Making Sauerkraut, How to Make Sauerkraut from Cabbage, Homemade Sauerkraut Recipes
Easy directions for making sauerkraut at home. Turn extra cabbage from your vegetable garden into delicious homemade sauerkraut...it's easy. Includes recipes for Baked Sauerkraut with Apples, and Sauerkraut Casserole.
First assemble the necessary items for making sauerkraut; a plastic bucket or stone crock, and a vegetable shredder.
You can use a handy food processor to shred the cabbage about the thinness used for coleslaw.
Also needed is a board or plate that fits snugly into the crock, cheese cloth, and a weight to weigh down the plate such as a bowl or jar filled with water.
Ingredients for Making Homemade Sauerkraut
Food ingredients for making sauerkraut include cabbage and sea or pickling salt.
You will also need a one to three-gallon size crock, depending on how much sauerkraut you wish to make.
Process for Making Sauerkraut
Wash and cut the cabbage into quarters before coring.
Chop or shred the amount of cabbage you want to make into sauerkraut.
For example, if you want to make a pound of sauerkraut, use one pound of cabbage along with 2 teaspoons of pickling salt.
Procedure for Making Sauerkraut
First add a layer of shredded cabbage to the crock, then the salt.
Pack down the cabbage mixture tightly using a potato masher or wooden mallet.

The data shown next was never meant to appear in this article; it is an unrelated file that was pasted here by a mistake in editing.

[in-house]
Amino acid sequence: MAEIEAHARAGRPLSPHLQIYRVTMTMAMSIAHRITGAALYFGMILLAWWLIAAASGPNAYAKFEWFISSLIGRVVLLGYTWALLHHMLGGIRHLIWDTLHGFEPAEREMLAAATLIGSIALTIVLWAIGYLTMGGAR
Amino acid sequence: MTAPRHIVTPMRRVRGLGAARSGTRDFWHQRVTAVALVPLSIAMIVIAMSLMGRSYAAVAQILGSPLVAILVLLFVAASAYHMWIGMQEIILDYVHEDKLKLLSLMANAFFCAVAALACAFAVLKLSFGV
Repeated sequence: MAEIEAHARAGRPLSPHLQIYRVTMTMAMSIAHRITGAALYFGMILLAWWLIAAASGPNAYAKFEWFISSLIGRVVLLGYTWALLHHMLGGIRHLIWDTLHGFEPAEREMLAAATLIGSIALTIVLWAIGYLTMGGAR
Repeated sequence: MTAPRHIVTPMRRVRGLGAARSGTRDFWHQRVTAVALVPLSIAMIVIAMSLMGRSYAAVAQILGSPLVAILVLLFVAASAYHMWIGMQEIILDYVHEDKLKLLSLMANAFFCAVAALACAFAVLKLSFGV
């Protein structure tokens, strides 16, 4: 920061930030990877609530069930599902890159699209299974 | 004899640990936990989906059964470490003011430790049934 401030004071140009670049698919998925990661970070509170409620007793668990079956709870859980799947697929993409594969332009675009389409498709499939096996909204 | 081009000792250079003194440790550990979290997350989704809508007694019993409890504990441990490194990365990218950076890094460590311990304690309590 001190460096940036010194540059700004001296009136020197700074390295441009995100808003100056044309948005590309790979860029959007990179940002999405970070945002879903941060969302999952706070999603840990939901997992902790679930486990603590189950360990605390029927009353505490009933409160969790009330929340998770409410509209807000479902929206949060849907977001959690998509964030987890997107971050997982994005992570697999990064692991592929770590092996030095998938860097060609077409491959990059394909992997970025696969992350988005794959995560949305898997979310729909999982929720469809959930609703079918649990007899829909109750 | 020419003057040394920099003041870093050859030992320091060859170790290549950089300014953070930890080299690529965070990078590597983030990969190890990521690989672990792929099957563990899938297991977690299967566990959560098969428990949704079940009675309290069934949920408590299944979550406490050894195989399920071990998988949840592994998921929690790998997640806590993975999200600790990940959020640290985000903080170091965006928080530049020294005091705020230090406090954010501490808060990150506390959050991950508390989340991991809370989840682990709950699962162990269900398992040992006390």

Continue adding layers of cabbage and salt, packing down as well, until the mixture is a few inches of the rim of the crock.
As the salt draws the liquid from the cabbage, brine will develop on the surface.
As much air as possible must be excluded from the surface of the brine when making sauerkraut.
Put cheese cloth on top of the cabbage.
Place the tight fitting plate on the cloth.
Weigh the plate down with a heavy weight.
The juice should cover the cabbage at all times without rising above the plate.
Allow the cabbage to ferment in a temperature of around 60 -65 degrees.
Every day you need to remove the weight, plate, and cloth to skim the brine.
Scald the weight, plate, and cloth with boiling water before replacing them back on top of the sauerkraut.
The sauerkraut can be eaten raw or cooked as soon as you no longer see any bubbles arise to the top.
The flavor becomes stronger as time goes by.
Test taste it after a few weeks to see if it is to your liking.
If it passes your inspection, you can freeze it in freezer bags or can it in glass jars.
Homemade Sauerkraut Recipes
Now that you are on your way to becoming the neighborhood expert on making sauerkraut, you will want to wow your neighbors and family using the homemade tasty ingredient to make the following delicious homemade sauerkraut recipes:
Baked Sauerkraut with Apples
1 quart sauerkraut
¼ cup sliced onion
2 tablespoons butter
3 medium-sized apples
1 ½ cup white wine
½ cup stock
1 teaspoon brown sugar
1 teaspoon celery seed
Drain kraut slightly.
Cook onion in butter.
Stir; cook slowly.
Wash, peel, and core apples.
Dice fruit and add to sauerkraut.
Add wine and enough stock to cover.
Cook on low heat, uncovered for 30 minutes.
Add sugar and celery seed.
Cover and continue cooking in 325 degrees oven for half hour minutes.
This dish with fresh homemade sauerkraut is delicious and easily made.
2 cups sauerkraut
½ teaspoon caraway seed
¾ pound frankfurters, cut in half, length wise and smeared with mustard
3 small onions
3 bay leaves
6 whole cloves
Combine the homemade sauerkraut with the caraway seeds.
Arrange the sauerkraut and the frankfurters in alternate layers in a casserole.
The top layer should be sauerkraut.
Stick two cloves into each onion, the cloves pinning the bay leaf to the onions.
Lay on top of the sauerkraut with the spice side down.
Add ¼ cup of water.
Cover and bake in a 350 degree oven for 30 minutes.